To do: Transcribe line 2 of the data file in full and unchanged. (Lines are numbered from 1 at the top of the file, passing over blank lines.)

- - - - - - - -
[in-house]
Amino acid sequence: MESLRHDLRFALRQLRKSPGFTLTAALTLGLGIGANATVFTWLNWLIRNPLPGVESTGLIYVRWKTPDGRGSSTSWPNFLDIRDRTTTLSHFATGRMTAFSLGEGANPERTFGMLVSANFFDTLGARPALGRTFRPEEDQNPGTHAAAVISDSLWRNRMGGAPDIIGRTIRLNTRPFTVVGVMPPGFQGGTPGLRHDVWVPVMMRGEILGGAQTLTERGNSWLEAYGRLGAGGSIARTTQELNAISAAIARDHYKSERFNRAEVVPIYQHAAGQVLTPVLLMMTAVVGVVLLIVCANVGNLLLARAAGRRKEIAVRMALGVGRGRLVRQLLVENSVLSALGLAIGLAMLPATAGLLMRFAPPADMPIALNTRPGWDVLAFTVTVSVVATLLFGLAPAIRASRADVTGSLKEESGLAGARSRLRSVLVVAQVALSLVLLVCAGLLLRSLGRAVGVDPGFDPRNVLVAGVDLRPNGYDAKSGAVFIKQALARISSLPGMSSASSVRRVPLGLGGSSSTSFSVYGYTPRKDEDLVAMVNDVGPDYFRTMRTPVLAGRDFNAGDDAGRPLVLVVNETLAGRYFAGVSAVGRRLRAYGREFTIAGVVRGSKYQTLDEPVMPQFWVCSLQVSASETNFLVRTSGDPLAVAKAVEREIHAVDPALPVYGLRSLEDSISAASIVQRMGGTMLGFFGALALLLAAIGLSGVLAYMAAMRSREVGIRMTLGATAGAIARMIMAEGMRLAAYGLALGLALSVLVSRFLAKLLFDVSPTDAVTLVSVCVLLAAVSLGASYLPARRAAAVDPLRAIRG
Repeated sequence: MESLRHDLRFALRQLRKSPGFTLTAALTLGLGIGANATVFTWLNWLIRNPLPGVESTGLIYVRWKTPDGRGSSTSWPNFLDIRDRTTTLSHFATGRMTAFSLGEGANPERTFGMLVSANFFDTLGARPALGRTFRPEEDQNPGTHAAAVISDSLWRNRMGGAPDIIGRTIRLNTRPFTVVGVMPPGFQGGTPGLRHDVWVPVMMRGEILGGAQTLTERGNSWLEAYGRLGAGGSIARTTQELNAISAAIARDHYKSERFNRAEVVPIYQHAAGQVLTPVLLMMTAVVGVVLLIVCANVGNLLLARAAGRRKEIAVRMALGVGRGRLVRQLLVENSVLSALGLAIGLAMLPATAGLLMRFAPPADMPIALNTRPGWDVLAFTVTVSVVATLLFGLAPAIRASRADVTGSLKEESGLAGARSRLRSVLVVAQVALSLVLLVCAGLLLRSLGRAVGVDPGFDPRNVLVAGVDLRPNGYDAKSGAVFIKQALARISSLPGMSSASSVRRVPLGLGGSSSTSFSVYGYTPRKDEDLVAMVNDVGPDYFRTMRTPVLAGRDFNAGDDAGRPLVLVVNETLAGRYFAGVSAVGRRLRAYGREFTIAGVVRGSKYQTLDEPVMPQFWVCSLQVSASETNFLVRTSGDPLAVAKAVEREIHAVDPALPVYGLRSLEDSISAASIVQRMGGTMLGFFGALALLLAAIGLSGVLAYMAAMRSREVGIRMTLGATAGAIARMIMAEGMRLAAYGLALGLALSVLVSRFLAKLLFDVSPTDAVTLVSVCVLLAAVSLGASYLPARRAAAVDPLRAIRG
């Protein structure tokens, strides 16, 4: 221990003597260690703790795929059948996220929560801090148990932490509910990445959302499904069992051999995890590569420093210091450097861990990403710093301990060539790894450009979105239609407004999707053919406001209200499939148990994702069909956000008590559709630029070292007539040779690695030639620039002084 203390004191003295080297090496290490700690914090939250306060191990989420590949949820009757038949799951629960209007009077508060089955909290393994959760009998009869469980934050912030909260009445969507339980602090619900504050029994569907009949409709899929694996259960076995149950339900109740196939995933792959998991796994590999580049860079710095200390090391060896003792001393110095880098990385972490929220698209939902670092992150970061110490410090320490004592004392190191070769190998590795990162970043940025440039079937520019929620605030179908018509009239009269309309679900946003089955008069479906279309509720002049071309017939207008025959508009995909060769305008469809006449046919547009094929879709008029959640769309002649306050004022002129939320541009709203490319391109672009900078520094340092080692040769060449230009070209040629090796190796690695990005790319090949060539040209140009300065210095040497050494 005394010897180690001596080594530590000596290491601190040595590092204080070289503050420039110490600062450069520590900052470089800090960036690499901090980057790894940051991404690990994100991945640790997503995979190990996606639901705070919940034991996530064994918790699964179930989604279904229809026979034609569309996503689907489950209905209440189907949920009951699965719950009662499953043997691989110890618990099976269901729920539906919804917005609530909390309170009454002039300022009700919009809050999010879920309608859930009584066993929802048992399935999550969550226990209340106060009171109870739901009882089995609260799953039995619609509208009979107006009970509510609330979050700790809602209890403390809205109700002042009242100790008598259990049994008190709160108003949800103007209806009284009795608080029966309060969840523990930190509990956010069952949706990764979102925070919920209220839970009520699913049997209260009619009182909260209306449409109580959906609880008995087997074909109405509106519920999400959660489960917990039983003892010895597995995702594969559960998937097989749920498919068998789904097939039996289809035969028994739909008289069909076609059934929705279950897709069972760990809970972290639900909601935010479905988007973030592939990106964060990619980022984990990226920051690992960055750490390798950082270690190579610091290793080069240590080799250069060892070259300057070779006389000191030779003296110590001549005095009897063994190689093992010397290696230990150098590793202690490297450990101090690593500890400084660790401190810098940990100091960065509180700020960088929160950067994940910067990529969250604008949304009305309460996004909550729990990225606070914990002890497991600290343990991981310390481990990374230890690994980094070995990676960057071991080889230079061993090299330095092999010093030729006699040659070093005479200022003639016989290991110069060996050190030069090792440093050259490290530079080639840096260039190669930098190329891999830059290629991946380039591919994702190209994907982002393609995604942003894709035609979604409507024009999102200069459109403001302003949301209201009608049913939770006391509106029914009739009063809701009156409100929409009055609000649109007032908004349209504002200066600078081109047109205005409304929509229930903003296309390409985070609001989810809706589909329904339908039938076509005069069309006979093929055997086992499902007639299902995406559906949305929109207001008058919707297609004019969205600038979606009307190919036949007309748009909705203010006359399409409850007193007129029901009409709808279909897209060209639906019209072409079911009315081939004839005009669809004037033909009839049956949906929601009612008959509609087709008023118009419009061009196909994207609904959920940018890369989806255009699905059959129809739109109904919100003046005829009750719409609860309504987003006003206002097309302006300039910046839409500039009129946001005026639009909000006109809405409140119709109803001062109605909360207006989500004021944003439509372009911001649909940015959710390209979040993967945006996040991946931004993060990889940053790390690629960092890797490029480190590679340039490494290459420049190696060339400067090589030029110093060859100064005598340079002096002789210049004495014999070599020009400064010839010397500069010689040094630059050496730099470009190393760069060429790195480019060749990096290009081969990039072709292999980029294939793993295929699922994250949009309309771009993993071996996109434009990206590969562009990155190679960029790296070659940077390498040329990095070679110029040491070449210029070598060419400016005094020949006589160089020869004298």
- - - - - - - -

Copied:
Amino acid sequence: MESLRHDLRFALRQLRKSPGFTLTAALTLGLGIGANATVFTWLNWLIRNPLPGVESTGLIYVRWKTPDGRGSSTSWPNFLDIRDRTTTLSHFATGRMTAFSLGEGANPERTFGMLVSANFFDTLGARPALGRTFRPEEDQNPGTHAAAVISDSLWRNRMGGAPDIIGRTIRLNTRPFTVVGVMPPGFQGGTPGLRHDVWVPVMMRGEILGGAQTLTERGNSWLEAYGRLGAGGSIARTTQELNAISAAIARDHYKSERFNRAEVVPIYQHAAGQVLTPVLLMMTAVVGVVLLIVCANVGNLLLARAAGRRKEIAVRMALGVGRGRLVRQLLVENSVLSALGLAIGLAMLPATAGLLMRFAPPADMPIALNTRPGWDVLAFTVTVSVVATLLFGLAPAIRASRADVTGSLKEESGLAGARSRLRSVLVVAQVALSLVLLVCAGLLLRSLGRAVGVDPGFDPRNVLVAGVDLRPNGYDAKSGAVFIKQALARISSLPGMSSASSVRRVPLGLGGSSSTSFSVYGYTPRKDEDLVAMVNDVGPDYFRTMRTPVLAGRDFNAGDDAGRPLVLVVNETLAGRYFAGVSAVGRRLRAYGREFTIAGVVRGSKYQTLDEPVMPQFWVCSLQVSASETNFLVRTSGDPLAVAKAVEREIHAVDPALPVYGLRSLEDSISAASIVQRMGGTMLGFFGALALLLAAIGLSGVLAYMAAMRSREVGIRMTLGATAGAIARMIMAEGMRLAAYGLALGLALSVLVSRFLAKLLFDVSPTDAVTLVSVCVLLAAVSLGASYLPARRAAAVDPLRAIRG